Exposure to Environmental Mutagens: APC and Colorectal Carcinogenesis

  • Aruna S. Jaiswal
  • Melissa L. Armas
  • Shahnjayla K. Connors
  • Harekrushna Panda
  • Satya NarayanEmail author


Environmental mutagens are global health hazards and a major risk factor for colon cancer development. Environmental mutagens include a variety of genotoxic carcinogenic compounds including polycyclic aromatic hydrocarbons, heterocyclic amines, nitrosamines, and aromatic amines. Their sources are pollution, diet, alcohol and cigarette smoke. These mutagens come in contact with large bowel through blood circulation or direct ingestion. Once these mutagens are in contact with DNA of the gut epithelial cells, they form DNA-adducts. If the damage exceeds the repair capacity of the epithelial cells, then the persistence of mutations can lead to the transformation of these cells. Mutations in adenomatous polyposis coli (APC) gene is considered to be one of the earliest events in the genesis of colorectal cancer, and its role has been well documented in a broad spectrum of functions ranging from cell adhesion to cell migration, regulation of Wnt/β-catenin-signaling pathway, cell cycle control, apoptosis, and chromosomal segregation at mitosis. The contribution of environmental mutagens on the APC gene mutations is very scanty in the literature. In the past several years, we have initiated studies to examine the interaction of APC with pathways induced by environmental mutagens. We showed that APC can be transcriptionally upregulated after DNA damage subsequent to the exposure of environmental mutagens including cigarette smoking. In addition, we recently discovered a novel role of APC in base excision repair (BER) pathway. APC interacts with DNA polymerase β and Fen-1 and blocks Pol-β-directed BER. Thus, APC-mediated block of BER in response to environmental mutagens, especially the DNA-alkylating agents, can be detrimental to the cell.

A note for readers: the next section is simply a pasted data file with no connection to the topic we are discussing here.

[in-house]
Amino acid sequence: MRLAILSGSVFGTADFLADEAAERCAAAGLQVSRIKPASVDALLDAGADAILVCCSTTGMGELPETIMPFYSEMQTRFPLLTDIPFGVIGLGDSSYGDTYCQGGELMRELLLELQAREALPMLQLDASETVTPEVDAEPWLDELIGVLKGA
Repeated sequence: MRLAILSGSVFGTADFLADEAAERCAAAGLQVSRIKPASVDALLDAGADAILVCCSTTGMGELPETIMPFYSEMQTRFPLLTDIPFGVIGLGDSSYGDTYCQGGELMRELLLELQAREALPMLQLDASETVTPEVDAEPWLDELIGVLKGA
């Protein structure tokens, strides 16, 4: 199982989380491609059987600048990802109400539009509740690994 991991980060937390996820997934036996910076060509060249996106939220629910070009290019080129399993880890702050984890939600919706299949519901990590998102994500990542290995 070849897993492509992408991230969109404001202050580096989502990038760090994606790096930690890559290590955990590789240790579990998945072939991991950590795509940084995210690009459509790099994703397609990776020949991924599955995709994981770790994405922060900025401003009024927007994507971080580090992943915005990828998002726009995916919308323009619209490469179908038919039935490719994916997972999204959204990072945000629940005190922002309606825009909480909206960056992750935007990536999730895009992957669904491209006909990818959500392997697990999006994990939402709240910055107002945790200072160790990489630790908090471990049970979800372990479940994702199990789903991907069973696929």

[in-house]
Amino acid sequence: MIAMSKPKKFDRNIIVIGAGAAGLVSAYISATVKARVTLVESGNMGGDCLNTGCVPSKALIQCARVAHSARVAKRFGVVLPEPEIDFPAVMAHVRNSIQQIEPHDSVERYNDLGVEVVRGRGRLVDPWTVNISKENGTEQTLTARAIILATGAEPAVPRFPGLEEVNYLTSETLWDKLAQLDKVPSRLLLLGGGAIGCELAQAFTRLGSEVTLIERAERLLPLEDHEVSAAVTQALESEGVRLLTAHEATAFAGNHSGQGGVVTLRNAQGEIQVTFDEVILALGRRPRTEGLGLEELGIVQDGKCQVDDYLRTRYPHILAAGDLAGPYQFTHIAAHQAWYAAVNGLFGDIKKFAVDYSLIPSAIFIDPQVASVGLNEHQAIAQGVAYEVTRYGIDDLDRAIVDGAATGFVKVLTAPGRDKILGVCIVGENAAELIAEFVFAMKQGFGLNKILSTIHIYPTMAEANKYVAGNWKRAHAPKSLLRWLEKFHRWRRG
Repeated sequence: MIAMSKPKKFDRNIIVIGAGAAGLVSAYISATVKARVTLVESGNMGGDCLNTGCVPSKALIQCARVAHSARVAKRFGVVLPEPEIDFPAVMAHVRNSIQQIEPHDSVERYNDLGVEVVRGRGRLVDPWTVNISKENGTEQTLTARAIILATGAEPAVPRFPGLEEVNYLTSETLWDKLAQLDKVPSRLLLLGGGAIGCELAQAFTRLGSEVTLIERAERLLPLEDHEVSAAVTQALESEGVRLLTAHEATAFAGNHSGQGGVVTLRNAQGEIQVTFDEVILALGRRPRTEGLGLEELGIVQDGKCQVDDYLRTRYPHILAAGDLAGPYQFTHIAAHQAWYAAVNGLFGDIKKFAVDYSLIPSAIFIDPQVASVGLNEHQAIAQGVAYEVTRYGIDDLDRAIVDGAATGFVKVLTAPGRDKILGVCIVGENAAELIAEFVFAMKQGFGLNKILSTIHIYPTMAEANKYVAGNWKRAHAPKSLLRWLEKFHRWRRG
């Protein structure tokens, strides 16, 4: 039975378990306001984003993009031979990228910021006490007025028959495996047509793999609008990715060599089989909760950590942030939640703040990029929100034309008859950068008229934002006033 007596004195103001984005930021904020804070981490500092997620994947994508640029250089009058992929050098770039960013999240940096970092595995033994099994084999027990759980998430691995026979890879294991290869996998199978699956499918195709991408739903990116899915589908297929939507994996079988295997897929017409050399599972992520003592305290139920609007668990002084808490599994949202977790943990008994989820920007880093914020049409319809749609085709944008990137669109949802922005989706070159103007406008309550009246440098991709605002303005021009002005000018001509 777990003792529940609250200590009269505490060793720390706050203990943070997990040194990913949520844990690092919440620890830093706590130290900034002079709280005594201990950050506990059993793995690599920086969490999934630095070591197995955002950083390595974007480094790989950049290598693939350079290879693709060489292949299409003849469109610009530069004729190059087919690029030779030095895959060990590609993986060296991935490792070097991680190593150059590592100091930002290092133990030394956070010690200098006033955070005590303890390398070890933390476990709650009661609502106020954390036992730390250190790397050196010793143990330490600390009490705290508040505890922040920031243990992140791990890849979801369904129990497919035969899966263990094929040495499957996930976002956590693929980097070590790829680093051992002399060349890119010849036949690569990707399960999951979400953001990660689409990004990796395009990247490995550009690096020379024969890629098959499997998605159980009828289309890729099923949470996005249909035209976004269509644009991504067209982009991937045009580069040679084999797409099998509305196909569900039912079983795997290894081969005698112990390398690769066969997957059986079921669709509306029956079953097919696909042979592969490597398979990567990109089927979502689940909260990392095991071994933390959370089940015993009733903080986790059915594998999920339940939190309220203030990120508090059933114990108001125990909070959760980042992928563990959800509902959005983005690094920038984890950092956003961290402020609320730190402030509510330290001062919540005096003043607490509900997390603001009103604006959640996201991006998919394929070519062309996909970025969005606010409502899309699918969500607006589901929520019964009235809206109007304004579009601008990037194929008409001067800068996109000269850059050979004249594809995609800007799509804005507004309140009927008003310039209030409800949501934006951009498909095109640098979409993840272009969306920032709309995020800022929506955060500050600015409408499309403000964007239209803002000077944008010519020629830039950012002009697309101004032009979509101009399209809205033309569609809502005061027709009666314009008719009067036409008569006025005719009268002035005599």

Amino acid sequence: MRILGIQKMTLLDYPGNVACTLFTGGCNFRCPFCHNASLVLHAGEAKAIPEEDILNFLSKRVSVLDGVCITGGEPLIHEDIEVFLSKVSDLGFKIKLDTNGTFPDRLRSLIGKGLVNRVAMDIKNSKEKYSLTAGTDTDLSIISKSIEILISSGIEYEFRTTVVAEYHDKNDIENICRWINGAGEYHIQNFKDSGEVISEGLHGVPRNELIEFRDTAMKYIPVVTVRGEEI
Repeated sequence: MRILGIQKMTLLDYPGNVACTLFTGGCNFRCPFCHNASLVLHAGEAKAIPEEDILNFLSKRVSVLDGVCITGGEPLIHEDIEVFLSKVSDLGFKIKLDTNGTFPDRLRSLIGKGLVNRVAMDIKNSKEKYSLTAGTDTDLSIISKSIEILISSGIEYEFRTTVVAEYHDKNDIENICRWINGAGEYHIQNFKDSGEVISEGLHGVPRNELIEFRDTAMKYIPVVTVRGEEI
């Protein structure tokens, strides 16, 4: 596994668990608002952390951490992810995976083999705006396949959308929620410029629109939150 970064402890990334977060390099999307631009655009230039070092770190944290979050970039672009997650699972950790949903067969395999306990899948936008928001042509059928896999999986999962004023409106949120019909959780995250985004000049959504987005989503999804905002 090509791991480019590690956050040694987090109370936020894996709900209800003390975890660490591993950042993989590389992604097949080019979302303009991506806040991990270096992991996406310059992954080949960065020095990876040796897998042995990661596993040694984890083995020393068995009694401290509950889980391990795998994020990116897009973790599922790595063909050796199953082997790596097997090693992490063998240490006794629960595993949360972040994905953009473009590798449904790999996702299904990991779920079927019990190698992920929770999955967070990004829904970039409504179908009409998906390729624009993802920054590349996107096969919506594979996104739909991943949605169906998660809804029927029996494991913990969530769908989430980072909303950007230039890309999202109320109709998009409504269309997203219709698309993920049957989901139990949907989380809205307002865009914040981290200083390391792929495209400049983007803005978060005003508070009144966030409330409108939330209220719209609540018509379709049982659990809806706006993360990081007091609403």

Environmental mutagens DNA damage Adenomatous polyposis coli DNA repair Colorectal carcinogenesis 



The work from our laboratory cited in this review was financially supported to Satya Narayan by NIH-grants (R01-CA097031 and R01-CA100247) and Flight Attendant Medical Research Institute, Miami, FL. We thank to Mary Wall for proofreading of the manuscript.


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Copyright information

© Springer Science+ Business Media, LLC 2010

Authors and Affiliations

  • Aruna S. Jaiswal
    • 1
  • Melissa L. Armas
    • 1
  • Shahnjayla K. Connors
    • 1
  • Harekrushna Panda
    • 1
  • Satya Narayan
    • 1
    Email author
  1. 1.Department of Anatomy and Cell BiologyUF Shands Cancer Center, University of FloridaGainesvilleUSA

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